Doha, Qatar – In Kenya, arrested in Qatar last month and accused of “false publisher”, has been released but the charges against him have not been dropped, according to civil rights groups.
Malcolm Bidali, 28, a security guard at Doha’s headquarters in GSS Certis, was arrested on May 5 and was “questioned for violations of law and security in Qatar,” the Office of Communication at Qatar Office (GCO) said last month.
On May 30, GCO said Bidali “had been charged with felony criminal mischief for allegedly embezzling funds from a foreign recipient in the production and distribution of government information in Qatar.”
Salem al-Mohannadi, the Qatari owner of GSS Certis, confirmed to Al Jazeera that the 28-year-old has been released.
“He has been released but I do not have much,” al-Mohannadi told Al Jazeera on Thursday. “This is a government issue now. We are at the very back of our country and it is difficult to understand who is fighting Qatar. “
Freedom fighters has expressed concern that his imprisonment be for the recompense of volunteer work.
Writing lies under the well-known name Noah, Bidali wrote about labor rights, including long working hours, hardships and wages, place of work and the right place at work.
In the past, Migrant-Rights.Org, where Bidali used to write about life as a worker in Qatar, confirmed that Bidali had “been released but the charges against him are still pending”.
The Qatari government declined to comment after Al Alazezeera spoke to him.
Sending to Malcolm (@alirezatalischioriginal) has been released but the charges against him are still pending.
By the time he was released earlier this week, he had never received a legal offer.
The charges against him are meant to silence him, and all charges against him must be dropped. pic.twitter.com/GxbOcJS3qJ
– Freedom of Movement (@MigrantRights) June 2, 2021
Earlier, he had said that Bidali “received advice and representation before the court date, which has not been set yet”.
In a tweet, Migrant-Rights.Org states that “until his release earlier this week, he had not received any legal advice”.
Last month, human rights groups, including Amnesty International, said in a statement that Bidali had told his mother by phone on May 20 that he was being held in custody and that he had no opportunity to find a lawyer.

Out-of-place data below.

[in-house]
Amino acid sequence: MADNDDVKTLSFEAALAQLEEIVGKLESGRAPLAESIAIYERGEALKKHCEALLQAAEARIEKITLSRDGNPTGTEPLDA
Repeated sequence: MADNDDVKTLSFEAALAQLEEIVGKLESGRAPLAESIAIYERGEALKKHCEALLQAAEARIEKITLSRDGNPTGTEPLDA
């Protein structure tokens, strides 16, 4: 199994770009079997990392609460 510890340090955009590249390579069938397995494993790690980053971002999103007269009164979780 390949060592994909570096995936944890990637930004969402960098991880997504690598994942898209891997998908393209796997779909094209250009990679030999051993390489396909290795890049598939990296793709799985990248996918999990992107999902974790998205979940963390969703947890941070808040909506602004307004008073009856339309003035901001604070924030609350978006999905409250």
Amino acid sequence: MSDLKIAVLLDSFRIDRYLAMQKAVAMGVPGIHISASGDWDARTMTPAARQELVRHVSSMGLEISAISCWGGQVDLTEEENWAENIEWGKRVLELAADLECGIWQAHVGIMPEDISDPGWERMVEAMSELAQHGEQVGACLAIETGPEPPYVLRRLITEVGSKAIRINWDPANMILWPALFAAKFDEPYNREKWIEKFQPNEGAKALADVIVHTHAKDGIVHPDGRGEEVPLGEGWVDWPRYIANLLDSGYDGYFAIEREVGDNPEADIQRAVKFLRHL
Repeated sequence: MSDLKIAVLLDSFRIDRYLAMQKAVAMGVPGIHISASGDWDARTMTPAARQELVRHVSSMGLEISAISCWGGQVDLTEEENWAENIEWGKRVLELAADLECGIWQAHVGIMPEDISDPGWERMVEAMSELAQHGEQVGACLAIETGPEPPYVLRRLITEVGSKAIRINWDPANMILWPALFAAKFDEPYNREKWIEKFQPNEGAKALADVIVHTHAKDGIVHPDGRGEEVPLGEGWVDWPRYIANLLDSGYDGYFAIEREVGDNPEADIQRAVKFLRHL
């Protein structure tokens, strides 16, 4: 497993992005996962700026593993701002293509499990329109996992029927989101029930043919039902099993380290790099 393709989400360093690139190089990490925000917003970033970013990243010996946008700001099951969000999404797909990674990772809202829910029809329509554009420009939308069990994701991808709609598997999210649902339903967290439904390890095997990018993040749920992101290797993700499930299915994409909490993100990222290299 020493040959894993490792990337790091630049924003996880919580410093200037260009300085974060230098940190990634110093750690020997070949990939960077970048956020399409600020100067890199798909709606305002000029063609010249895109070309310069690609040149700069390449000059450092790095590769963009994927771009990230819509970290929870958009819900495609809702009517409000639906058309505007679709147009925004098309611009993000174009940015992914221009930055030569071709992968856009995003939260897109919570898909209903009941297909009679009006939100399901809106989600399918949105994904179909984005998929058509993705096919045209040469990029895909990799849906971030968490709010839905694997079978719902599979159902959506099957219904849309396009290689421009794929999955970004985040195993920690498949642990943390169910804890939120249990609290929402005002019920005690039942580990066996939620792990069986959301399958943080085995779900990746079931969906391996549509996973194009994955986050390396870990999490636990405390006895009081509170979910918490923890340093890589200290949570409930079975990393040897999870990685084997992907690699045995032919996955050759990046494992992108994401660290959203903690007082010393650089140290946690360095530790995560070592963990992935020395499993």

The International Labor Organization (ILO) office in Doha said it was following the case “carefully”.
“The office will not be able to respond to these allegations, but it is important that Bidali receives the appropriate action,” the ILO said in a statement sent to Al Jazeera last month.
“The International Trade Union Confederation is committed to assisting Bidali’s independent lawyers, and the ILO office will continue to monitor the situation.”
Just days before his arrest, Bidali, who immigrated to Qatar in 2016, spoke online at government agencies about the government of migrant workers in Qatar, and provided his information as a security guard there.
A suspicious link was also sent to him via a tweet which some experts said was a threat in his search for Bidali. The Twitter account has been crippled ever since.
It is possible that the information obtained from this link was used by the Qatari government to inform the public and arrest him. Sometime after May 25, 2021, Twitter suspended accounts related to the IP logger program, including @KamemeTvKenya.
– Bill Marczak (@billmarczak) May 28, 2021
A Migrant -Rights.Org spokesman told Al Jazeera last month that the agency had teamed up with Bidali last year and was “keen to help other co-workers in the crisis, especially during the epidemic”.
In a Twitter post, the agency said: “It is important to make sure that none of the @Noaharticulates blogs and experiments can be considered ‘uninformed’.
Updates on human rights activist Malcolm Bidali:
Malcolm was no longer detained, but their faces appear to be false #Beds in relation to its official manifestation. All charges against his human rights work must be dismissed.
– aliraza (@ alirazaaliraza414) June 2, 2021
Qatar’s support for migrant workers and his human rights record have been evident since he was offered the opportunity to compete in the 2022 FIFA World Cup.
However, the country has made a number of changes to its work in preparation for the big event that will take place in November and December next year.
In August 2020, Qatar has announced major changes to labor law, including the removal of the need for a certificate of refusal. Earlier this year, a new minimum wage law was introduced.